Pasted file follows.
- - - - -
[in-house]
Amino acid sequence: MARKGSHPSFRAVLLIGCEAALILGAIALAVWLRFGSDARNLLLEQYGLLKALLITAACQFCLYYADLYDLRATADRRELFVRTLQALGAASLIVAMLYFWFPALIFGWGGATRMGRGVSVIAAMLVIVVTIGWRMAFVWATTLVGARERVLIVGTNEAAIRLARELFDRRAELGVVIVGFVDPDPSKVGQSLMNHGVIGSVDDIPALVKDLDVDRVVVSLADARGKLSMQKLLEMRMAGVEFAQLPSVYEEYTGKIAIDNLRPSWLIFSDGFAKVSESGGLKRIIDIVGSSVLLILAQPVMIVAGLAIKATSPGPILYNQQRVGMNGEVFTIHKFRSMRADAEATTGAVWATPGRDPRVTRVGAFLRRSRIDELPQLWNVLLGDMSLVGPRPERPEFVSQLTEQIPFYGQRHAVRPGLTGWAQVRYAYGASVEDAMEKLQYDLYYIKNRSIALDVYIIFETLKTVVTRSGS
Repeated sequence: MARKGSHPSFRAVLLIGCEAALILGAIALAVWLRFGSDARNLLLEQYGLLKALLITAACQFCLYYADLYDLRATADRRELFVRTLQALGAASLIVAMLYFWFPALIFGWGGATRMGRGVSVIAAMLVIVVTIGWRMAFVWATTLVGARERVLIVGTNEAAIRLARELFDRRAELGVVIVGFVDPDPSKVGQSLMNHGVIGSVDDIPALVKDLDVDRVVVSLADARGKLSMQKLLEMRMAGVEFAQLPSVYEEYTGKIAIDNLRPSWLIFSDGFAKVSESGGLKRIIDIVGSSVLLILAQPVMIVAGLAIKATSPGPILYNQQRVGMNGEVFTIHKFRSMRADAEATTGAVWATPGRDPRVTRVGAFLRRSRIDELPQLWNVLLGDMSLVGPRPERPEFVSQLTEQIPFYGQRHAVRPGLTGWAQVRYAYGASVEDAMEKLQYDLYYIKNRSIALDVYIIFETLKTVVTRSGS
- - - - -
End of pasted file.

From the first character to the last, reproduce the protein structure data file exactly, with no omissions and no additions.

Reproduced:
[in-house]
Amino acid sequence: MARKGSHPSFRAVLLIGCEAALILGAIALAVWLRFGSDARNLLLEQYGLLKALLITAACQFCLYYADLYDLRATADRRELFVRTLQALGAASLIVAMLYFWFPALIFGWGGATRMGRGVSVIAAMLVIVVTIGWRMAFVWATTLVGARERVLIVGTNEAAIRLARELFDRRAELGVVIVGFVDPDPSKVGQSLMNHGVIGSVDDIPALVKDLDVDRVVVSLADARGKLSMQKLLEMRMAGVEFAQLPSVYEEYTGKIAIDNLRPSWLIFSDGFAKVSESGGLKRIIDIVGSSVLLILAQPVMIVAGLAIKATSPGPILYNQQRVGMNGEVFTIHKFRSMRADAEATTGAVWATPGRDPRVTRVGAFLRRSRIDELPQLWNVLLGDMSLVGPRPERPEFVSQLTEQIPFYGQRHAVRPGLTGWAQVRYAYGASVEDAMEKLQYDLYYIKNRSIALDVYIIFETLKTVVTRSGS
Repeated sequence: MARKGSHPSFRAVLLIGCEAALILGAIALAVWLRFGSDARNLLLEQYGLLKALLITAACQFCLYYADLYDLRATADRRELFVRTLQALGAASLIVAMLYFWFPALIFGWGGATRMGRGVSVIAAMLVIVVTIGWRMAFVWATTLVGARERVLIVGTNEAAIRLARELFDRRAELGVVIVGFVDPDPSKVGQSLMNHGVIGSVDDIPALVKDLDVDRVVVSLADARGKLSMQKLLEMRMAGVEFAQLPSVYEEYTGKIAIDNLRPSWLIFSDGFAKVSESGGLKRIIDIVGSSVLLILAQPVMIVAGLAIKATSPGPILYNQQRVGMNGEVFTIHKFRSMRADAEATTGAVWATPGRDPRVTRVGAFLRRSRIDELPQLWNVLLGDMSLVGPRPERPEFVSQLTEQIPFYGQRHAVRPGLTGWAQVRYAYGASVEDAMEKLQYDLYYIKNRSIALDVYIIFETLKTVVTRSGS